the Little Red Reviewer


Robots have no Tails, by Henry Kuttner


What fun this collection was!  I never know what to expect with pulp fiction, will it be good? Will it be super dated? Will I get the references?  


Ok, sure, I’m sure there were some references I missed, as these were written in the 1940s. But? They were great!  And hilarious!  Kuttner’s Galloway Gallagher jumps off the page, even as he’s passing out on the sofa from having had too much to drink.  And you don’t want Gallagher to stop drinking, because it’s only when he’s shitfaced drunk does he invent the wildest things . . .  . 


Gallagher sounds like the kind of character an author would make up during a drinking game with friends, maybe at a scifi convention. Imagine a talented inventor, who makes amazing machines and robots out of what’s laying around his lab (the original McGuyver?), but the inventor can only invent things when he’s absolutely drunk.  Sober, he can barely change a lightbulb, and has no memory of what he created the night before. Gallagher often wakes up surrounded by wild inventions that he has no memory of being contracted to create. . . screwball comedy ensues! 


This volume of all the Gallagher stories has an introduction by Paul Wilson, and also an introduction by Kuttner’s wife C.L. Moore. Wilson talks about the environment in which these stories were written, and Moore talks about their life when Kuttner was writing the Gallagher stories, and how the drafts made her laugh so hard she was worried about disturbing their neighbors. 


“Time Locker” is the first story in the volume, and considered the “least Gallagher” of the bunch, but it was one of my favorites.  Gallagher has invented a weird locker-thing, that you can put something in the locker and it disappears, but then you can pull it out again. A perfect place for a crook on the run to hide the documents that will incriminate him!  With crooks and lawyers stopping in at all hours of the day at Gallagher’s lab, how is he supposed to be able to concentrate to figure what this darn locker-thing actually does, and why he created it? This story has an absolutely fantastic twist at the end!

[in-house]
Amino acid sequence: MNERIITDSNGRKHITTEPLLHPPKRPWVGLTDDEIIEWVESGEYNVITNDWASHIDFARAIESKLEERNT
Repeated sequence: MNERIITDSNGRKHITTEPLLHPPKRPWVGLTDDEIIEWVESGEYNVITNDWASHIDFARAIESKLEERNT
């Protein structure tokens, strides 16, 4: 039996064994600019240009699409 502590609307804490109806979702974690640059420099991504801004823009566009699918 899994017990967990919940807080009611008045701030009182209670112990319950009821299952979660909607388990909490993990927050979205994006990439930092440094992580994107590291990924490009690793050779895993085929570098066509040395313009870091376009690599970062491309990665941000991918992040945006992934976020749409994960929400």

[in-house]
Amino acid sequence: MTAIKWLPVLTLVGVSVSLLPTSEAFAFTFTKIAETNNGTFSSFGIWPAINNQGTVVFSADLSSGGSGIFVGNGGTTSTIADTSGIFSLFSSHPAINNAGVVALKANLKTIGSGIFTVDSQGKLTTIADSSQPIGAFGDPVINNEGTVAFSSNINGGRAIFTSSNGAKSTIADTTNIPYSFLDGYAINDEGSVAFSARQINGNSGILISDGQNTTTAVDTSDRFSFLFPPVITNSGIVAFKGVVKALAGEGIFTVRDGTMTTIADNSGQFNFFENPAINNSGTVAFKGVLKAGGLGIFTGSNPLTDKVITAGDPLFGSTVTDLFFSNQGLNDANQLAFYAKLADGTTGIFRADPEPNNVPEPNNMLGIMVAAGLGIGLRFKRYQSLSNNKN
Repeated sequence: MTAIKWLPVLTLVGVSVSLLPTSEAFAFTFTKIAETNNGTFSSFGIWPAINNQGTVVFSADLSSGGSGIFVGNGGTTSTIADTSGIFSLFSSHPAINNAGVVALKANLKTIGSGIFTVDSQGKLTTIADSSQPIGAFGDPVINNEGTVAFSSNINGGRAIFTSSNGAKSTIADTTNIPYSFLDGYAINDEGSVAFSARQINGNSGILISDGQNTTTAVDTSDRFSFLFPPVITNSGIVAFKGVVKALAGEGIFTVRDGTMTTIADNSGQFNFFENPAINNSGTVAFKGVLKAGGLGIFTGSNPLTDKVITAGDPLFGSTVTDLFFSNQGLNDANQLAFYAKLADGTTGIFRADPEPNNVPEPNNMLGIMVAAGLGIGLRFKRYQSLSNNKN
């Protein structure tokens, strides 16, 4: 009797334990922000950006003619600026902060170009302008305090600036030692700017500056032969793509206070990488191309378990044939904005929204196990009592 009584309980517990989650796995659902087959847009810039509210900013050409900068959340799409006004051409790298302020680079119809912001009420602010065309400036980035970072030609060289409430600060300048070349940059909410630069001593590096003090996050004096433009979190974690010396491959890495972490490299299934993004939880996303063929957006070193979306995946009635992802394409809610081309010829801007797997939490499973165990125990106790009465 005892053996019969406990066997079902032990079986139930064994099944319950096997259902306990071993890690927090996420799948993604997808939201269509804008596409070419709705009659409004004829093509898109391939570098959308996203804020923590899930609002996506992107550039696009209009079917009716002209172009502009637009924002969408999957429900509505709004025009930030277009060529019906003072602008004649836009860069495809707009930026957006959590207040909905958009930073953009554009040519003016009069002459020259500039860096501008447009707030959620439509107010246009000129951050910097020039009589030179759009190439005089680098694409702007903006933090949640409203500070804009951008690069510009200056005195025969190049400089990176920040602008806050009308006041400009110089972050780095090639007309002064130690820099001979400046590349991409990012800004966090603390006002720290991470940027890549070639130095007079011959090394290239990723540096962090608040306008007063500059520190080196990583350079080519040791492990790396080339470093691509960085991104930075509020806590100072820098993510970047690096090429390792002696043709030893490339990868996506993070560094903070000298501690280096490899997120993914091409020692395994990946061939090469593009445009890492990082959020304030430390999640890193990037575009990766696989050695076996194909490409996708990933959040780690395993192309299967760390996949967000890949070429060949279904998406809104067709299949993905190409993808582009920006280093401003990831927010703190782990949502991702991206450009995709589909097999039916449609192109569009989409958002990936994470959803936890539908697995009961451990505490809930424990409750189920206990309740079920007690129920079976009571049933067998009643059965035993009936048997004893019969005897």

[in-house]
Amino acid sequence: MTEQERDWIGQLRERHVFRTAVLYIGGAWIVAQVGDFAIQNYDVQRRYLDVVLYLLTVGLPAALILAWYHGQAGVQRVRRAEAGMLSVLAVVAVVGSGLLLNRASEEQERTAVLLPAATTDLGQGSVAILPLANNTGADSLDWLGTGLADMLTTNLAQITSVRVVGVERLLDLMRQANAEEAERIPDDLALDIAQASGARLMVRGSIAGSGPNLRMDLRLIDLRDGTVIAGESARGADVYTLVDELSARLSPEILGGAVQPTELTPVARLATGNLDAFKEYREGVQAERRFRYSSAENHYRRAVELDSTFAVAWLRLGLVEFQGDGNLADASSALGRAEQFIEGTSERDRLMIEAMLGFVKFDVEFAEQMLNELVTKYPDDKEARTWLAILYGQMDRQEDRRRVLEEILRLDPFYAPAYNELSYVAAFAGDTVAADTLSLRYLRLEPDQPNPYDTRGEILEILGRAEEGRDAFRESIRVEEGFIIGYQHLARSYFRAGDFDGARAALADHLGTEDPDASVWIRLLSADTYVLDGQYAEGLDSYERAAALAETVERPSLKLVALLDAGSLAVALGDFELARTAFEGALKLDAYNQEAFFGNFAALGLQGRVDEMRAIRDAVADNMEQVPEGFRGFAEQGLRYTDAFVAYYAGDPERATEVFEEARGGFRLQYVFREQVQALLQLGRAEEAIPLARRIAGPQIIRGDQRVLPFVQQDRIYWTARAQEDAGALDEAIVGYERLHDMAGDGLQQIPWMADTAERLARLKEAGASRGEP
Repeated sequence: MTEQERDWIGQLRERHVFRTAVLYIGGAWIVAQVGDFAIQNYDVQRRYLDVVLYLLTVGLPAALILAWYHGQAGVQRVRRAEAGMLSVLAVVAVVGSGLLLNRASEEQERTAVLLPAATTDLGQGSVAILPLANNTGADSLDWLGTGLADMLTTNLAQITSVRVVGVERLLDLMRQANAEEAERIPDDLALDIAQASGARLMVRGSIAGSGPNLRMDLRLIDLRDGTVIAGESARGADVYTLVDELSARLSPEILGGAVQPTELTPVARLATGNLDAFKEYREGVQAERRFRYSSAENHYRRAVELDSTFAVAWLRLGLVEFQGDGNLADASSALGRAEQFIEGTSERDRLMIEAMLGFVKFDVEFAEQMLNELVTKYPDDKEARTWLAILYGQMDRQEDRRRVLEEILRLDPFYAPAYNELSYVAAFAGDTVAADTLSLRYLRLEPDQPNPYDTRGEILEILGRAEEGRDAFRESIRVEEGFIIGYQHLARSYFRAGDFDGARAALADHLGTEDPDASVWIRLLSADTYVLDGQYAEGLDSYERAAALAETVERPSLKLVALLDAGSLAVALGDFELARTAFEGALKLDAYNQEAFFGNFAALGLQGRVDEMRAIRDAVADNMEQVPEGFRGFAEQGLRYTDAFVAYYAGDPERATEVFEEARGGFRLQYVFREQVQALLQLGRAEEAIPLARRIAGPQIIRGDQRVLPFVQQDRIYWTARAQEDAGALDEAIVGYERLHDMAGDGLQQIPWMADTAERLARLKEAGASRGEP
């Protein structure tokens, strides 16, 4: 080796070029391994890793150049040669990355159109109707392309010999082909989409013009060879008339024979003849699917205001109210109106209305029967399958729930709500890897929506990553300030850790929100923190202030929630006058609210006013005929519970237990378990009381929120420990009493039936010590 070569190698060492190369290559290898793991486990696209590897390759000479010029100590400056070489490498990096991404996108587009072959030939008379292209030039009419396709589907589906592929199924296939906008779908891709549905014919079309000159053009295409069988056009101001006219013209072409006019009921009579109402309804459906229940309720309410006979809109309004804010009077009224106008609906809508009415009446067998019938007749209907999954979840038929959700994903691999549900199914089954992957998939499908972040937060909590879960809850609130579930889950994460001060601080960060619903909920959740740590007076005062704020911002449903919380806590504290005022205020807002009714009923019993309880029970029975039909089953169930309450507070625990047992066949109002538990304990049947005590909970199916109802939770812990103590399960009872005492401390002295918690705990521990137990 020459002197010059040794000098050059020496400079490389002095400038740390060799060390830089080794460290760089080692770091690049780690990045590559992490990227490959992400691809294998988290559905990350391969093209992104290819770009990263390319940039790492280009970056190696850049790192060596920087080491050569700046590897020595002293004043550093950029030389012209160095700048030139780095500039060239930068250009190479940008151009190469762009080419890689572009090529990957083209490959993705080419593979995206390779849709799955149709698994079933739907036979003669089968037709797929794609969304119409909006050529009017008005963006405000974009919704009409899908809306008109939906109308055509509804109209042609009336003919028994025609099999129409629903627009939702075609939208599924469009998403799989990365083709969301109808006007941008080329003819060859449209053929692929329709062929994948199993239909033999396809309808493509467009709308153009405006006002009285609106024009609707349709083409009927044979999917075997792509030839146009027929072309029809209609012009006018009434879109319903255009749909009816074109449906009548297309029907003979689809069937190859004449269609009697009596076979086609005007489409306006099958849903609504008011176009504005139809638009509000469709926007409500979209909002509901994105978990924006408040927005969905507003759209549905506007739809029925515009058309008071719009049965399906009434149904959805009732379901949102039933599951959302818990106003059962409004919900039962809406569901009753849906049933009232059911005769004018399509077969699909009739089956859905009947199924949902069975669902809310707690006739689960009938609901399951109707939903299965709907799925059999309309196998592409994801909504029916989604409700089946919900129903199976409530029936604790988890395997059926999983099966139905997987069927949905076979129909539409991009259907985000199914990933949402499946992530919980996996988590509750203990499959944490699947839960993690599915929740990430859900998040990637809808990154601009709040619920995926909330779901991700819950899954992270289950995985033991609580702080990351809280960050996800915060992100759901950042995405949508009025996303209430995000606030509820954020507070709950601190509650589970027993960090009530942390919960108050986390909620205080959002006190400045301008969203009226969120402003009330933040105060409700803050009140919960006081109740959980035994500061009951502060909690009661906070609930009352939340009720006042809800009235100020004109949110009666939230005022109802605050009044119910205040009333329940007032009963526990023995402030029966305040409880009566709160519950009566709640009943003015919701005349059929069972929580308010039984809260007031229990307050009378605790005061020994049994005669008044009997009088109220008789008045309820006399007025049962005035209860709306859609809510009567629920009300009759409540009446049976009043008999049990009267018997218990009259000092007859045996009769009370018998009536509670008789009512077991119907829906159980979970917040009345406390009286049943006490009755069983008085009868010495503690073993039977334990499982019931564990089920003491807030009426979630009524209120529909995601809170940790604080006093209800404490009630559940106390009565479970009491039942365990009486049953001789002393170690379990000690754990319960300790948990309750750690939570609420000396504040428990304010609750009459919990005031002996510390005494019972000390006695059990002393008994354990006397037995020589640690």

Read the rest of this entry »

Y’all are posting SO MUCH wonderful Vintage SciFi posts, I can barely keep up! And I love you for it!

As always, my apologies if I missed your post in this link up.  Feel free to add you link to the comments, and/or tag #VintageSciFi on twitter.



It wouldn’t be Vintage Month with out a Star Trek book!  Jean at Howling Frog reviews The Entropy Effect by Vonda McIntyre, and she also takes a look at the 1954 Best From Fantasy and Science Fiction Magazine and a really, really vintage science fiction story, The Blazing-World, writte in 1666 by Margaret Cavendish, Duchess of Newcastle


Galactic Journey is quite literally 100% Vintage by volume,  they are making their way to the future, one day at a time, 55 years behind the rest of us.   On Jan 16th, they received the March 1966 issue of Worlds of Tomorrow, and talked about the fiction within.


AnnaBookBel reviewed something that looks right up my alley – Monday Starts on Saturday by Arkady and Boris Strugatksy


J.G. Ballard is popular this year – Bookforager reviewed the cosy catastrophe novel The Crystal World, and Reißwolf reviewed his dystopian story The Voices of Time


AQ’s Reviews has a review up of Beyond This Horizon by Robert A. Heinlein,  and Philip K. Dick’s Now Wait for Last Year.


Kristen Brand talks about her favorite vintage comic book heroines, Mysta of the Moon


Over at SciFiMind, John is discussing The Shape of Things to Come by H.G. Wells, a story that thinks it’s a past dream, out of the future.


Kaedrin enjoyed the “twisty espionage thriller” Worlds of the Imperium by Keith Laumer


Lydia Schoch found some gorgeous Vintage SciFi artwork to share


Infinite Speculation reviewed Ray Bradbury’s The Martian Chronicles, one of those books that every time I read it, I enjoy it more!


Eclectic Theist found that Robert Silverberg’s The Stochatic Man is more than the sum of it’s parts.


Over at Black Gate Magazine, James Davis Nicoll has fantastic suggestions for Vintage Science Fiction about Patrolling Space


Distorting the Medium reviewed Nightmare Journey by Dean R. Kootz. Friendly dog? check. Smart-ass kid? check!


Lynn’s Book Blog has a cover art gallery of one of my favorite vintage titles, The Moon is A Harsh Mistress by Heinlein


Everyday Should be Tuesday enjoyed Space Cadet by Robert Heinlein, but still thinks Have Spacesuit: Will Travel is better.  He also reviewed Fahrenheit 451 by Ray Bradbury


Joachim Boaz has an in depth review of Of All Possible Worlds by William Tenn, along with a ton of cover art


Calmgrove offers a beautiful and soothing review of Ursula K. LeGuin’s The Lathe of Heaven



As always, I am sure I have missed posts.  you can tease me on twitter about it. . .but in the meantime, please leave you posts in the comments!